'Working in the museum ... is something specific to JMU. I don't know that I would have had this opportunity at other schools.' — Andrea Morgan

Morgan's research on the "old man" resulted in her winning the Art History Forum 2013 for best paper, which morphed into her honor's thesis. She went from not knowing what she wanted to do with her life to "wanting to be an expert in 18th-century reproductions," shares Stevens. "I want to get my Ph.D., I want to study Netherlandish art, I want to study Rembrandt, and I want to study prints and paintings after Rembrandt," declares Morgan. "This experience working in the museum has definitely shaped the fact that not only do I want to work in academia, but I also want to do museum work." Morgan adds, "I think this experience is something specific to JMU. I don't know that I would have had this opportunity at other schools."

The opportunity for students to work with professionals in their field was one of the reasons Stevens supported borrowing works from the National Gallery of Art. The requested four to five works would also make the exhibit more "high profile." Arthur and Morgan worked with JMU alum Shannon Schuler, the assistant registrar for loans at the National Gallery of Art, for a year before the installation that Schuler insisted on going to herself. Loans include etchings of the Mennonite preacher Cornelis Claez Anslo, a self-portrait, a view of Amsterdam, studies of the human figure, as well as a print of "Christ Healing the Sick," nicknamed "The Hundred Guilder Print."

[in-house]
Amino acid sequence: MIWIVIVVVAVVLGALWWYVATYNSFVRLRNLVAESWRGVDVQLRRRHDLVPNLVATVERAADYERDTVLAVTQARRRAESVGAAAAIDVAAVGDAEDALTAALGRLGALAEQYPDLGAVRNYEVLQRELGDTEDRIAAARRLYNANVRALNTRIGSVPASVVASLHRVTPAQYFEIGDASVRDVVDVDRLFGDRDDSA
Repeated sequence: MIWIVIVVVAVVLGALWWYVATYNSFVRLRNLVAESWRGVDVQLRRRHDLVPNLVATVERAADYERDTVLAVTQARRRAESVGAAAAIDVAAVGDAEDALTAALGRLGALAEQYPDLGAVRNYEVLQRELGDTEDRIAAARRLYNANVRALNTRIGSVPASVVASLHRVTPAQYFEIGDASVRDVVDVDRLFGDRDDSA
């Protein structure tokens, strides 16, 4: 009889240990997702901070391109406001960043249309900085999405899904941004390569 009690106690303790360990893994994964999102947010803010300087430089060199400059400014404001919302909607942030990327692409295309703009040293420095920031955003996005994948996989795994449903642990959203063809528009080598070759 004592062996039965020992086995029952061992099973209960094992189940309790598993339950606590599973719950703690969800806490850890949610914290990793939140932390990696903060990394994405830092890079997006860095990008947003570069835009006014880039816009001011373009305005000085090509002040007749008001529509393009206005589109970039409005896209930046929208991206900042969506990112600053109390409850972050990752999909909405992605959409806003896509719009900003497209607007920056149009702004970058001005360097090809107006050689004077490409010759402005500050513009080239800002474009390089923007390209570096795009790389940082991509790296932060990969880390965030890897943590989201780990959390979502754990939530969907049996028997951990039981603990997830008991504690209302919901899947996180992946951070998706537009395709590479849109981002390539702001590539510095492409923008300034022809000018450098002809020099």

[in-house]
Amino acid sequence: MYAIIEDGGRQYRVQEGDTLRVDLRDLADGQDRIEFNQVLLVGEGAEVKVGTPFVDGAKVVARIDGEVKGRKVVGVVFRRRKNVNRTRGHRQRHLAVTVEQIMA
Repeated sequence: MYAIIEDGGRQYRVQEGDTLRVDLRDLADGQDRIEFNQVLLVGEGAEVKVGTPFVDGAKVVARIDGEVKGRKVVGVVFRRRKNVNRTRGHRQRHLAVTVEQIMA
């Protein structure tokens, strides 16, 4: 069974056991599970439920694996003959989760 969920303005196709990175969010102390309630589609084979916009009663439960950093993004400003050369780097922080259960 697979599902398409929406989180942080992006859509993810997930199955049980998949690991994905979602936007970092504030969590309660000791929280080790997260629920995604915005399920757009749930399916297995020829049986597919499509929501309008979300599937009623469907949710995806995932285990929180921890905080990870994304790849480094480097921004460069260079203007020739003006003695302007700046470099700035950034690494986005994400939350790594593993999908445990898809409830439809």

A former student of Arthur's, Schuler graduated with a bachelor's in art history in 1994. Schuler credits Arthur and other past professors with helping her to set up internships in Newport News and Colonial Williamsburg to guide her career path. She also participated in a semester abroad program in Paris, which "changed everything" for her. Schuler encourages students to take advantage of international opportunities, and says she's "always happy to come back to JMU."

Woman views exhibit

The JMU community, as well as the Harrisonburg community and beyond, can view a number of portraits and small etchings by—and inspired by—Rembrandt in this enlightening, six-week exhibit. "Rembrandt has a universal appeal," claims Arthur. "He was a master etcher, but also had this wonderful, penetrating insight into people.

"Rembrandt and the Mennonite Community" is free and open to the public and runs through Feb. 28 (Monday–Friday, 10 a.m.–4 p.m. with special Sunday hours on Jan. 26 and Feb. 23) at the Lisanby Museum in the Festival Conference and Student Center. Metered parking is available in lot C12. The exhibit features a "Kids Zone" with fun, educational materials created by Sarah Brown, master's student in art education and local elementary art teacher, as well as interactive iBooks in the gallery. For more information, visit the following website created by Lauren Rowson, a junior communication studies major with a public relations concentration:

Back to Top

Published: Wednesday, January 1, 2014

Last Updated: Wednesday, July 12, 2017

Related Articles